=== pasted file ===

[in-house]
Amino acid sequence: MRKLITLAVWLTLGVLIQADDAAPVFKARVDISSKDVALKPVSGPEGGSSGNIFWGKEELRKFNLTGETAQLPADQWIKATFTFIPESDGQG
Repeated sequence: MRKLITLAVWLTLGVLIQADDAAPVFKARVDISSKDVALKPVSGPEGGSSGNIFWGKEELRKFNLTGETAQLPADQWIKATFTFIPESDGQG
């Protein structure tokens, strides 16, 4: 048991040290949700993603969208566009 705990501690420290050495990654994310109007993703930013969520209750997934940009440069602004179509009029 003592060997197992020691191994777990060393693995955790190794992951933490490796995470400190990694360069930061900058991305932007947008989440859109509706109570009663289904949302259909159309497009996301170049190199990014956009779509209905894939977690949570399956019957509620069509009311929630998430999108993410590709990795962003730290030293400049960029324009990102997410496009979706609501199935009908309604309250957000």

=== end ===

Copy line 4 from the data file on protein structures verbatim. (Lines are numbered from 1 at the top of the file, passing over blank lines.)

């Protein structure tokens, strides 16, 4: 048991040290949700993603969208566009 705990501690420290050495990654994310109007993703930013969520209750997934940009440069602004179509009029 003592060997197992020691191994777990060393693995955790190794992951933490490796995470400190990694360069930061900058991305932007947008989440859109509706109570009663289904949302259909159309497009996301170049190199990014956009779509209905894939977690949570399956019957509620069509009311929630998430999108993410590709990795962003730290030293400049960029324009990102997410496009979706609501199935009908309604309250957000």